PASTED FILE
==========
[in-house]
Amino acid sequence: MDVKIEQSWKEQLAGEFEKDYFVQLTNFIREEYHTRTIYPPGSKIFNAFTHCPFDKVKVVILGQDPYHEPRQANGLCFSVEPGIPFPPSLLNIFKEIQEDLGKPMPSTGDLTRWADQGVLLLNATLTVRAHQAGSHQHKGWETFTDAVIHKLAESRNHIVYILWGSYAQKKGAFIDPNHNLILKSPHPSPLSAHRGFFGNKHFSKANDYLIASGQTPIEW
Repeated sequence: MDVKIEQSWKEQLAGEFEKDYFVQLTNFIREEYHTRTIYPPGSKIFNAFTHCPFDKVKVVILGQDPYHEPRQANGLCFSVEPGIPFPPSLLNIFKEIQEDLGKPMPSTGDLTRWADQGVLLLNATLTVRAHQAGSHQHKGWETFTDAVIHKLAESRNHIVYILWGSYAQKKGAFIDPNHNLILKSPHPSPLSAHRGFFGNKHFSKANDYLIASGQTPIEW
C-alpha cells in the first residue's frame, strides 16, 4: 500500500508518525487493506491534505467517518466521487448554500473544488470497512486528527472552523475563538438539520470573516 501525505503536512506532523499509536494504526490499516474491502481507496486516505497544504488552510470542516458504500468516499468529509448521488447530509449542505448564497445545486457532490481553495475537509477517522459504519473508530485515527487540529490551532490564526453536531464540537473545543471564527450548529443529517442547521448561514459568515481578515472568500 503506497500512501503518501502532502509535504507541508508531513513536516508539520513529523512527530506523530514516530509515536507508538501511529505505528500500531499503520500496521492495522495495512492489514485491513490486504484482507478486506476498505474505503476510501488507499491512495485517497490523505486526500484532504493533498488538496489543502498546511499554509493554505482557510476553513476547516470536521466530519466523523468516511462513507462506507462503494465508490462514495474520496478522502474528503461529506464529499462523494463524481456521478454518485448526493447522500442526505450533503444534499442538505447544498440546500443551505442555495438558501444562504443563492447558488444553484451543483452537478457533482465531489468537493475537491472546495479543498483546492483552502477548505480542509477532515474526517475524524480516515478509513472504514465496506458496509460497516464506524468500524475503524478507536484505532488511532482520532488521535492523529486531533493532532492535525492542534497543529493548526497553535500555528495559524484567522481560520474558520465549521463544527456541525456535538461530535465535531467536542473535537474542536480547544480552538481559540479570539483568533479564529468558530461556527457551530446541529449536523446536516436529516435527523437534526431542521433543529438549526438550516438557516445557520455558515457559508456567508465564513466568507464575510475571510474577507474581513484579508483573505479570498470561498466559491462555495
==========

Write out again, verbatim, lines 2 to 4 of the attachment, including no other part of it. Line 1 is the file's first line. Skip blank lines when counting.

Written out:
Amino acid sequence: MDVKIEQSWKEQLAGEFEKDYFVQLTNFIREEYHTRTIYPPGSKIFNAFTHCPFDKVKVVILGQDPYHEPRQANGLCFSVEPGIPFPPSLLNIFKEIQEDLGKPMPSTGDLTRWADQGVLLLNATLTVRAHQAGSHQHKGWETFTDAVIHKLAESRNHIVYILWGSYAQKKGAFIDPNHNLILKSPHPSPLSAHRGFFGNKHFSKANDYLIASGQTPIEW
Repeated sequence: MDVKIEQSWKEQLAGEFEKDYFVQLTNFIREEYHTRTIYPPGSKIFNAFTHCPFDKVKVVILGQDPYHEPRQANGLCFSVEPGIPFPPSLLNIFKEIQEDLGKPMPSTGDLTRWADQGVLLLNATLTVRAHQAGSHQHKGWETFTDAVIHKLAESRNHIVYILWGSYAQKKGAFIDPNHNLILKSPHPSPLSAHRGFFGNKHFSKANDYLIASGQTPIEW
C-alpha cells in the first residue's frame, strides 16, 4: 500500500508518525487493506491534505467517518466521487448554500473544488470497512486528527472552523475563538438539520470573516 501525505503536512506532523499509536494504526490499516474491502481507496486516505497544504488552510470542516458504500468516499468529509448521488447530509449542505448564497445545486457532490481553495475537509477517522459504519473508530485515527487540529490551532490564526453536531464540537473545543471564527450548529443529517442547521448561514459568515481578515472568500 503506497500512501503518501502532502509535504507541508508531513513536516508539520513529523512527530506523530514516530509515536507508538501511529505505528500500531499503520500496521492495522495495512492489514485491513490486504484482507478486506476498505474505503476510501488507499491512495485517497490523505486526500484532504493533498488538496489543502498546511499554509493554505482557510476553513476547516470536521466530519466523523468516511462513507462506507462503494465508490462514495474520496478522502474528503461529506464529499462523494463524481456521478454518485448526493447522500442526505450533503444534499442538505447544498440546500443551505442555495438558501444562504443563492447558488444553484451543483452537478457533482465531489468537493475537491472546495479543498483546492483552502477548505480542509477532515474526517475524524480516515478509513472504514465496506458496509460497516464506524468500524475503524478507536484505532488511532482520532488521535492523529486531533493532532492535525492542534497543529493548526497553535500555528495559524484567522481560520474558520465549521463544527456541525456535538461530535465535531467536542473535537474542536480547544480552538481559540479570539483568533479564529468558530461556527457551530446541529449536523446536516436529516435527523437534526431542521433543529438549526438550516438557516445557520455558515457559508456567508465564513466568507464575510475571510474577507474581513484579508483573505479570498470561498466559491462555495